Quinces, beautiful and weird fruit that they are, have abounded lately... in our house anyway. When I go for a run I pass this big laden tree, breathe in a lungful and try not to steal any. Cheap at the shops too. I like 3-hour-dark-pink-poached quince with yoghourt at breakfast time and after tea and in the afternoon. If it hasn't made an appearance at breakfast, as well as if they have, you could have them in the mid-morning too.
My mum comes from the country, and her mum is therefore a country cook. They lived on a farm and it was roast lamb pretty much every day, and my Grandma ran the house and cooked for everyone. She's a hard worker and when we visit, it's like this huge chance for her to feed us all up with roasts and sponge cakes and kisses. Her teacake is a first prize winner at the local show. We LOVE her apricot jam, and I particularly love visiting the source of it in summer, a little home orchard that is really hard to find even if you've been driving there for 75 years and when we go is chockers with warm apricots, and peaches and plums appearing. Grandma's tomato relish... well, you understand.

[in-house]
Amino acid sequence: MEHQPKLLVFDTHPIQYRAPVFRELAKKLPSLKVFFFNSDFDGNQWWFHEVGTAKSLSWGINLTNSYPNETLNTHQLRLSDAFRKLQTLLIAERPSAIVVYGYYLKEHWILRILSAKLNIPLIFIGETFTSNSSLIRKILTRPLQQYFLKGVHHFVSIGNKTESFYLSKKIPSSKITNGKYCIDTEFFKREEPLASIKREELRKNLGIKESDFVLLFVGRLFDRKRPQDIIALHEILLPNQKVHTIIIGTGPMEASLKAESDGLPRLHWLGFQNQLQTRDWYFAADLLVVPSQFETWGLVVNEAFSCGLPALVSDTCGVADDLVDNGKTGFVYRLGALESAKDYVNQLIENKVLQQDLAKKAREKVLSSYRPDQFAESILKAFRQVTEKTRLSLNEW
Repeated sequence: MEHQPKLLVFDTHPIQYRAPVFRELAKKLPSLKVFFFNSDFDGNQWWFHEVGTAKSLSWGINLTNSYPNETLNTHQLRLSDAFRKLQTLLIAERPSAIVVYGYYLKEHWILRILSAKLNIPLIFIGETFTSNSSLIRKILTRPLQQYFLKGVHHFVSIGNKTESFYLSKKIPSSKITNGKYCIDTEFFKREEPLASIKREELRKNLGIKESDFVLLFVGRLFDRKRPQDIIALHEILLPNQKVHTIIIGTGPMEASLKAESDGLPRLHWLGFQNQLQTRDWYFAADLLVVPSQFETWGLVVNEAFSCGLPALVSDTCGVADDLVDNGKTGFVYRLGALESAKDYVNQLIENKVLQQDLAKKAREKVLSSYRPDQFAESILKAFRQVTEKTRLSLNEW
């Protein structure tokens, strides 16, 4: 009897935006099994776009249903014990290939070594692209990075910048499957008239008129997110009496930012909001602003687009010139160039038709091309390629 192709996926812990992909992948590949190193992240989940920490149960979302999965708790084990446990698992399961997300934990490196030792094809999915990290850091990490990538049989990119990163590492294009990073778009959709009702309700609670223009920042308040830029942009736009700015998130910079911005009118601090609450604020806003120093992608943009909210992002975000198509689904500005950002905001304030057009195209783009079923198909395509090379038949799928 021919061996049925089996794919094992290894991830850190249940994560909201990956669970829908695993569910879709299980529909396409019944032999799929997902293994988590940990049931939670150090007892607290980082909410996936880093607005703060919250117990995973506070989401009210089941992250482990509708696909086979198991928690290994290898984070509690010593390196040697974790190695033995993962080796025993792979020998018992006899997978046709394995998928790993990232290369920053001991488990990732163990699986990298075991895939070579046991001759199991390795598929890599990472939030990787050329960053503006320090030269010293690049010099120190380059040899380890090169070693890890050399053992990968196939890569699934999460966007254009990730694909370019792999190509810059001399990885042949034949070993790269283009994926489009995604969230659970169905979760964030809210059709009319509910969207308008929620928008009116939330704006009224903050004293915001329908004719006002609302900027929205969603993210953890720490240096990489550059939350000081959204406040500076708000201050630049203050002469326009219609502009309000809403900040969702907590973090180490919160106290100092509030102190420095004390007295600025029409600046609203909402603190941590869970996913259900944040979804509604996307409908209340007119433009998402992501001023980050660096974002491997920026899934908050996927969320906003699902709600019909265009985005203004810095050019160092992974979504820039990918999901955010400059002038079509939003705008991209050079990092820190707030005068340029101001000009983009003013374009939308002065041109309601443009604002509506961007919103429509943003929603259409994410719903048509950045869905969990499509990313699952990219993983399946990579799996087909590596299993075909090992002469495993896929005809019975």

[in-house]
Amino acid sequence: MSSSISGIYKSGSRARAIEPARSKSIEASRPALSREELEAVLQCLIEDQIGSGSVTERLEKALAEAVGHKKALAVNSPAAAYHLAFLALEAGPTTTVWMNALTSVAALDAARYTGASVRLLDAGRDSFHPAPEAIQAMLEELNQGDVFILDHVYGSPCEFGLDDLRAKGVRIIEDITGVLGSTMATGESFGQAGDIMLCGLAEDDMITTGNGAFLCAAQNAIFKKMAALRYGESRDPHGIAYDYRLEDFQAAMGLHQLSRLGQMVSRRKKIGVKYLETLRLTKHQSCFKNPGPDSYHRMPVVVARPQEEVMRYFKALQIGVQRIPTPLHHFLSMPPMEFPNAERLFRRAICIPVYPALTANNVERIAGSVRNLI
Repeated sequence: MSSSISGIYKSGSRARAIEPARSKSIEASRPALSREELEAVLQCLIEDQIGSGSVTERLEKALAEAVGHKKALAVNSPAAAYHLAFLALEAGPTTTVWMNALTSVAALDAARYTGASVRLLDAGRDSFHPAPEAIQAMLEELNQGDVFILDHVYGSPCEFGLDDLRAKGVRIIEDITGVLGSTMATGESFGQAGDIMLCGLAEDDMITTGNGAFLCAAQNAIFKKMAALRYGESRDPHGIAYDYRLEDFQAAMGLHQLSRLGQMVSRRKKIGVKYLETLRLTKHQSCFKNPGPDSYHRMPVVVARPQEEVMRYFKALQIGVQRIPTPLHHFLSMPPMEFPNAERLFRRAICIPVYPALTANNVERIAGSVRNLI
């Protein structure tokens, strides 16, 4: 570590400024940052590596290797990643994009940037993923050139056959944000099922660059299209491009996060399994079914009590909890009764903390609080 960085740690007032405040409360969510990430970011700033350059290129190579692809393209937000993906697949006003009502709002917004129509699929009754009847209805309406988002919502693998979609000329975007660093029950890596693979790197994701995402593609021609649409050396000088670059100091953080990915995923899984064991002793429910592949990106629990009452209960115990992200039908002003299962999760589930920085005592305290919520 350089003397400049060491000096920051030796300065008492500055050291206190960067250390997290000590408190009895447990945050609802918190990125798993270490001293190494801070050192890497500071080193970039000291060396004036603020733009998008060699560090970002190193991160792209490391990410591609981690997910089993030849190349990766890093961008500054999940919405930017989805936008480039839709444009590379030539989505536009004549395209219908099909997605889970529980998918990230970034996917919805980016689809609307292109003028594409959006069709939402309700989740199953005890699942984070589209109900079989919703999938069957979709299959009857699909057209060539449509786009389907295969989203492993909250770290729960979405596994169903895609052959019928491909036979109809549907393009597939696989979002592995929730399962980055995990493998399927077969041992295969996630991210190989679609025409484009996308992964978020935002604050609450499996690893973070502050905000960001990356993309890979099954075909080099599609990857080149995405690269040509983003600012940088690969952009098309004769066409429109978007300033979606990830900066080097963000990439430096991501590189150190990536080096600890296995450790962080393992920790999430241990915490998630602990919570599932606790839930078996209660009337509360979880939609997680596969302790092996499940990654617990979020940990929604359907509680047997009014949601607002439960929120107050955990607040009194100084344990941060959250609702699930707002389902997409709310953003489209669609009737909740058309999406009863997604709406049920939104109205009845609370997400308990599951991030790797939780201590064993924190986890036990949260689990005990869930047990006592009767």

So on the farm where Mum grew up, there is a quince tree more than fifty years old, and her brother and his family live there now and I think they pruned it last year. Pruned or not, it is awesomely prolific!
And it is still the origin of Grandma's fantastic Quince Jelly, or Luince Jelly as we know it, because she doesn't quite close her Qs.
Thus it was at Easter we came home with a box of quinces (and four pomegranates), a box or two of jams and relishes and a warm-quince-scented car.
Me, I finally got to make a certain buttery tart and affirm in my opinion that yes, Stephanie is right, butter and quinces do both certainly go with cream. I was too lazy to photograph that part, and it really needed eating, but I hope you get the gist.